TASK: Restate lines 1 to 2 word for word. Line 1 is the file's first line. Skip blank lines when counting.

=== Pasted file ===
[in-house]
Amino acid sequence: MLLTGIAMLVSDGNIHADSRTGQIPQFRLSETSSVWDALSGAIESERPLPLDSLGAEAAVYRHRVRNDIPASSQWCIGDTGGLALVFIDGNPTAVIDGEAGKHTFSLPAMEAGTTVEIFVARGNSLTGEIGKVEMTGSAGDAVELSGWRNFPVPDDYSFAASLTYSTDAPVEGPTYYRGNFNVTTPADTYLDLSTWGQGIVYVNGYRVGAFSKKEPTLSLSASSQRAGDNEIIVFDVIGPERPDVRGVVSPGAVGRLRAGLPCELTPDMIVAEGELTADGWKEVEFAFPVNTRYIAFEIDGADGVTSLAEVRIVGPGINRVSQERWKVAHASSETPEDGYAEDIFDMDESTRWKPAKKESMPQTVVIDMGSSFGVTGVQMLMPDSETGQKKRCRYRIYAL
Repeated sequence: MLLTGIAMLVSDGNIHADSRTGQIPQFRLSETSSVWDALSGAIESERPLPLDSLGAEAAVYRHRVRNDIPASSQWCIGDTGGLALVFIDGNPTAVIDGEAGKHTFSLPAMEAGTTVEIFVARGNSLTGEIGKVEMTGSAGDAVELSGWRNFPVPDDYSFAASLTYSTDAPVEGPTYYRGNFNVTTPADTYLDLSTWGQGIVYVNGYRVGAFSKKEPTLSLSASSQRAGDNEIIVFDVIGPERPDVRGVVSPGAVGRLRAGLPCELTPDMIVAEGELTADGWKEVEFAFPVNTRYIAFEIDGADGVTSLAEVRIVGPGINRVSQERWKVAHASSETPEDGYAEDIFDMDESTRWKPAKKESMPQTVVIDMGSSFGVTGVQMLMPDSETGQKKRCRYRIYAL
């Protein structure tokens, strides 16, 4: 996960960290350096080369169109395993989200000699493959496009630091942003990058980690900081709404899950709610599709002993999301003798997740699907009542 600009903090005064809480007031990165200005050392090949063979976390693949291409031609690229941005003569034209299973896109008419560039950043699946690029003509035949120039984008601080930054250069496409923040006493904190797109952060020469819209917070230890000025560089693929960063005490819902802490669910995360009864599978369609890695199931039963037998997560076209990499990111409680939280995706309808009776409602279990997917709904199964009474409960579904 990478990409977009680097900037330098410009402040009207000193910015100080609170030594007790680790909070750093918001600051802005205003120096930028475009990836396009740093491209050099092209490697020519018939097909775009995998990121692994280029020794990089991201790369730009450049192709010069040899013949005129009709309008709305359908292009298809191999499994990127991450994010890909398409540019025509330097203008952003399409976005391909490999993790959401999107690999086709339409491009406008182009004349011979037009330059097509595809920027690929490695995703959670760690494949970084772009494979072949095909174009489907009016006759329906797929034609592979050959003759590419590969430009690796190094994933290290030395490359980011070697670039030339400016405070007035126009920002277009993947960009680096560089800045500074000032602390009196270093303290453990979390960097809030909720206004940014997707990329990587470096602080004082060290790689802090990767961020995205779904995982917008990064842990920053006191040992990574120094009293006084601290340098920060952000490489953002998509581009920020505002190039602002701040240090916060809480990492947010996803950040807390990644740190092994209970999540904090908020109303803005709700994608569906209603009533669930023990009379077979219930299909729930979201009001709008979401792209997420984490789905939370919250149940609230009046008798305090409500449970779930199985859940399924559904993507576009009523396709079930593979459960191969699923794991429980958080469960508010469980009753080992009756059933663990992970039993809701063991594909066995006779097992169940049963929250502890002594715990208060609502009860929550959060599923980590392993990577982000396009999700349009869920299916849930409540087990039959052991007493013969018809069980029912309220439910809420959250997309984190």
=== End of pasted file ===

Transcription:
[in-house]
Amino acid sequence: MLLTGIAMLVSDGNIHADSRTGQIPQFRLSETSSVWDALSGAIESERPLPLDSLGAEAAVYRHRVRNDIPASSQWCIGDTGGLALVFIDGNPTAVIDGEAGKHTFSLPAMEAGTTVEIFVARGNSLTGEIGKVEMTGSAGDAVELSGWRNFPVPDDYSFAASLTYSTDAPVEGPTYYRGNFNVTTPADTYLDLSTWGQGIVYVNGYRVGAFSKKEPTLSLSASSQRAGDNEIIVFDVIGPERPDVRGVVSPGAVGRLRAGLPCELTPDMIVAEGELTADGWKEVEFAFPVNTRYIAFEIDGADGVTSLAEVRIVGPGINRVSQERWKVAHASSETPEDGYAEDIFDMDESTRWKPAKKESMPQTVVIDMGSSFGVTGVQMLMPDSETGQKKRCRYRIYAL